Myths and Misconceptions about Mental Health

Mental health disorders are serious conditions that affect millions of people. According to the Substance Abuse and Mental Health Services Administration, about 6.8 per cent of American adults (about 19 million people) have a mental illness. The stigma of such illness is fading, and people realize they need to talk about it. There are countless misconceptions about mental health, so read on to learn what’s true and false, then talk to a friend or family member about their own experiences. Mental health disorders are one of the most common reasons people visit their doctor. The treatment costs anywhere from $30 billion to $100 billion per year.

The biggest myth about mental health is that it’s a condition that people are born with, or “curable,” rather than something that can be added, managed, and prevented. Many people, including the general public, believe this is a claim. Mental health disorders affect 1 in 5 Americans.

Mental health is a topic that many are stigmatized. Many people believe that it is a weakness, an illness that is only suffered by a few. The stigma surrounding mental health is prevalent, especially when mass shootings occur. But it is real, and many people who struggle with mental health conditions are able to live full lives. However, mental health stigma often makes it difficult for people to receive professional help.

Mental health impacts us in more ways than nearly any other area of health. As a victim of it, we all know the impact it can have on us personally and on members of our community. But mental health misconceptions and stigmas also affect us. Some of these are harmless, but others can hinder our ability to get the necessary help.

Myths and Misconceptions

There are a few key myths and misconceptions about mental health disorders. These myths and misconceptions can be misleading, leading the general public to have misconceptions and beliefs about them, which can influence their perceptions, attitudes, and behaviour toward people who have the illness and their families. These myths and misconceptions also can affect how the public views mental disorders. Understanding the myths and misconceptions about these issues can help clear up misperceptions and prevent misunderstandings, which can lead to stigma and discrimination and hinder effective interventions, services, and support for people who have mental health issues.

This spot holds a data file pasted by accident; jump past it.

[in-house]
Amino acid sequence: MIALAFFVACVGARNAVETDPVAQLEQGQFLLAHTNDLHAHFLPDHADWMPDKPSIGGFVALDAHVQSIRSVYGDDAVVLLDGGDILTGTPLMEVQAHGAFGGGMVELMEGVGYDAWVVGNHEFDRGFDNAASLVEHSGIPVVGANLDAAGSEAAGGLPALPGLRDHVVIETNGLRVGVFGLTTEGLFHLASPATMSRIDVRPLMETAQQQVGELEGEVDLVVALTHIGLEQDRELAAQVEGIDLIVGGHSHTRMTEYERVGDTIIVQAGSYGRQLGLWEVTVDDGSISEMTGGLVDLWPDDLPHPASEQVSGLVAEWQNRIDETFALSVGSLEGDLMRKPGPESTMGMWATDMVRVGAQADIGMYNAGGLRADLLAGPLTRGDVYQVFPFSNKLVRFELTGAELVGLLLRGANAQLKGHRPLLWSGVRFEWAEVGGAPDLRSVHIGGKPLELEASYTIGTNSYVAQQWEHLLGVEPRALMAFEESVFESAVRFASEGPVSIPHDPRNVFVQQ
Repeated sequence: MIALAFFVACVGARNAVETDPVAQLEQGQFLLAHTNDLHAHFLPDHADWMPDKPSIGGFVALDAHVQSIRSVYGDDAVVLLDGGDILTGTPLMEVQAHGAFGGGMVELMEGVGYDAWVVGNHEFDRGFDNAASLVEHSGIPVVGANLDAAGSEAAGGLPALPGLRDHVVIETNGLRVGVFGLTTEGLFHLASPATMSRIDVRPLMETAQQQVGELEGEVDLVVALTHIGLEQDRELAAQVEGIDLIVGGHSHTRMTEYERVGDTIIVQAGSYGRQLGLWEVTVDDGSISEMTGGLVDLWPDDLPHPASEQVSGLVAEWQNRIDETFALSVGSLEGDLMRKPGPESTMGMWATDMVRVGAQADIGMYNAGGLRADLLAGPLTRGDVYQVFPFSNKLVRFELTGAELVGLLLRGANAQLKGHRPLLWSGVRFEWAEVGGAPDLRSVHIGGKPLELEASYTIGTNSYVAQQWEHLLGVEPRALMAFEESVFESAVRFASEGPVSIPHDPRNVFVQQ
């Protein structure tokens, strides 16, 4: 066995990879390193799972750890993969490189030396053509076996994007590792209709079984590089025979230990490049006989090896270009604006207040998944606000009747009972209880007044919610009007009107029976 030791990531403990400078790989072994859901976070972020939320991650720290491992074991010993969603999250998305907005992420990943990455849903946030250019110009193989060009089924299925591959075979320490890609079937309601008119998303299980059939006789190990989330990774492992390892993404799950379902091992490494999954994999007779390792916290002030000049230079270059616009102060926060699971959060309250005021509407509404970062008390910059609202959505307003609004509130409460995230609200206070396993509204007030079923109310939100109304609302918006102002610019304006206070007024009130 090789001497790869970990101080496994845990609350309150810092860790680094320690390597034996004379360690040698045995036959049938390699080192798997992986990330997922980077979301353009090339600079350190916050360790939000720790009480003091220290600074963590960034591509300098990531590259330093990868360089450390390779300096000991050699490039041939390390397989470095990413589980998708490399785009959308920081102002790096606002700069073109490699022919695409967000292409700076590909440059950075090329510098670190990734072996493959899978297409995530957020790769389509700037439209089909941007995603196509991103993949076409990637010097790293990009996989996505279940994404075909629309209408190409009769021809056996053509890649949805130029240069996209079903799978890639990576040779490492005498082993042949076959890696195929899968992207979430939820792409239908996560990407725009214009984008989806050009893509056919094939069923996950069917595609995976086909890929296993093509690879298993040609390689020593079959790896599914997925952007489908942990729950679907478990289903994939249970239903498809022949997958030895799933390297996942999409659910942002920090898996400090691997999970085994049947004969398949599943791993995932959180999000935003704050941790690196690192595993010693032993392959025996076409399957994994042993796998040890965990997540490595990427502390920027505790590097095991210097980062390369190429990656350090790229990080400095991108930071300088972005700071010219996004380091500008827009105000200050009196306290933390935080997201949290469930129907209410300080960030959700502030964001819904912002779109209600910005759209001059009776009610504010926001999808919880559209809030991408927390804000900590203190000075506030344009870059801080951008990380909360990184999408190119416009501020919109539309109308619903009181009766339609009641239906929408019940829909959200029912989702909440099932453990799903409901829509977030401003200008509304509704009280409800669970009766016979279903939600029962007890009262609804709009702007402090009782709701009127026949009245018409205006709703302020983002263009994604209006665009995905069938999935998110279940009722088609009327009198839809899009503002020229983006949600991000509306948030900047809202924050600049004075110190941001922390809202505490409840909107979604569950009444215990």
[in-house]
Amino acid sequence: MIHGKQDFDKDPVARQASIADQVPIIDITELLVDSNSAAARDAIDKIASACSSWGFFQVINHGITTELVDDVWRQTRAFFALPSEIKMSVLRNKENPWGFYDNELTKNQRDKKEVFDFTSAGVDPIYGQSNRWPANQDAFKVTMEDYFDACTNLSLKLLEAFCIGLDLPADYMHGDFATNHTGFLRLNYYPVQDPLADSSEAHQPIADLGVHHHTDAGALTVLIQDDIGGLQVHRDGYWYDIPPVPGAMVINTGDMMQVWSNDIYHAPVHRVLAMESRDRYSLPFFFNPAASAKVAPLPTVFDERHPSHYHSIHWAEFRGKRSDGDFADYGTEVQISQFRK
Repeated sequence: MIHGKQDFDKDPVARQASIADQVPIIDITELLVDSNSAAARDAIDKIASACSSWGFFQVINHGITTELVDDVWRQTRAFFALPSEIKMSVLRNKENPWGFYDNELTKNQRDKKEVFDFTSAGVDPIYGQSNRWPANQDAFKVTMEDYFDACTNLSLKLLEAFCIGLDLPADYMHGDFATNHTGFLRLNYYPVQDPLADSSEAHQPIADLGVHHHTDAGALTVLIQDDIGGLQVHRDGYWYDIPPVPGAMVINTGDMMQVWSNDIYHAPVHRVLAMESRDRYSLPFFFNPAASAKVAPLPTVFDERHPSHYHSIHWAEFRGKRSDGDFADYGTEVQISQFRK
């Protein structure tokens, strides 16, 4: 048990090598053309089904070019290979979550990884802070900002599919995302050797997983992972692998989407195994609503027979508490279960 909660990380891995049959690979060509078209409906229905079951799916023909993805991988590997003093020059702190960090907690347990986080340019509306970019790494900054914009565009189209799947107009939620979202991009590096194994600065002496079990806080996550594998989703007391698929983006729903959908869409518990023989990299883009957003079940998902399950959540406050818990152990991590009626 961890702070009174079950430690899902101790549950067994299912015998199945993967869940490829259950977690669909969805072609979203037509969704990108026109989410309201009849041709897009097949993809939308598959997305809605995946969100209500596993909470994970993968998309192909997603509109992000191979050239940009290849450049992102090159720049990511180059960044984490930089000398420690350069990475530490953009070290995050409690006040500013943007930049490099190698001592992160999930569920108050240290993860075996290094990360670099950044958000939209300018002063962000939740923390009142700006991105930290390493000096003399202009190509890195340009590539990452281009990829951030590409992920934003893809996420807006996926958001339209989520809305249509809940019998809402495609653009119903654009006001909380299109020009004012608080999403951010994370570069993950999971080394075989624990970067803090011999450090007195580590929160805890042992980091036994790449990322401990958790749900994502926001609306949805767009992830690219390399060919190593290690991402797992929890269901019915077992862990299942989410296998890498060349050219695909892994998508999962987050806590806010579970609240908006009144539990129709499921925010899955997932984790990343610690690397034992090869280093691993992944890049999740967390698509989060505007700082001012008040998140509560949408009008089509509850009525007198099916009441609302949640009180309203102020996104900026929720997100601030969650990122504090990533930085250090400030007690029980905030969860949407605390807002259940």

The scientific method involves investigating and explaining the natural world, but myths and misconceptions tend to prevent people from understanding scientific concepts. Myths can twist basic facts into unfamiliar and often inaccurate images, and misconceptions can misconstrue these myths. Scientists and teachers share scientific information with young people, and the general public often falls prey to these myths and misconceptions. Most myths are harmless, but some can be deadly. Fortunately, there are steps you can take to identify and combat them.

3 Mental health challenges 

Anxiety

Anxiety is a mental disorder marked by excessive worry, nervousness, self-doubt, and fear—especially when there’s no apparent reason to feel this way. While anxiety can be a symptom of other conditions, such as post-traumatic stress disorder, it’s often the result of chemical imbalances in the brain or stress that occurs from a specific situation.

Depression

Depression is a real problem that a lot of people struggle with, and it’s a disease that can cause a number of different problems, including:

  • Sleeping problems
  • Lack of appetite
  • Fatigue
  • Anxiety
  • Feelings of sadness
  • Self-image problems
  • Thoughts of suicide

Attention deficit hyperactivity

Attention deficit hyperactivity (ADHD) is a chronic condition that causes a child or adult to be overly active or easily distracted. It is one of the most common behavioural disorders doctors treat and affects up to 3% of school-age children. Children with ADHD often struggle to pay attention in school and remain still during activities. They may have a hard time controlling their impulses, be impulsive, and have trouble organizing their thoughts. These children may get easily bored, have low self-esteem, and become easily frustrated.

Myths and misconceptions about mental health are widespread, and this can cause real harm to those struggling with such illness. Many misunderstandings about mental health exist, leading to us being afraid to seek help or not knowing where to turn for help.

Myths and Misconceptions about Mental Health

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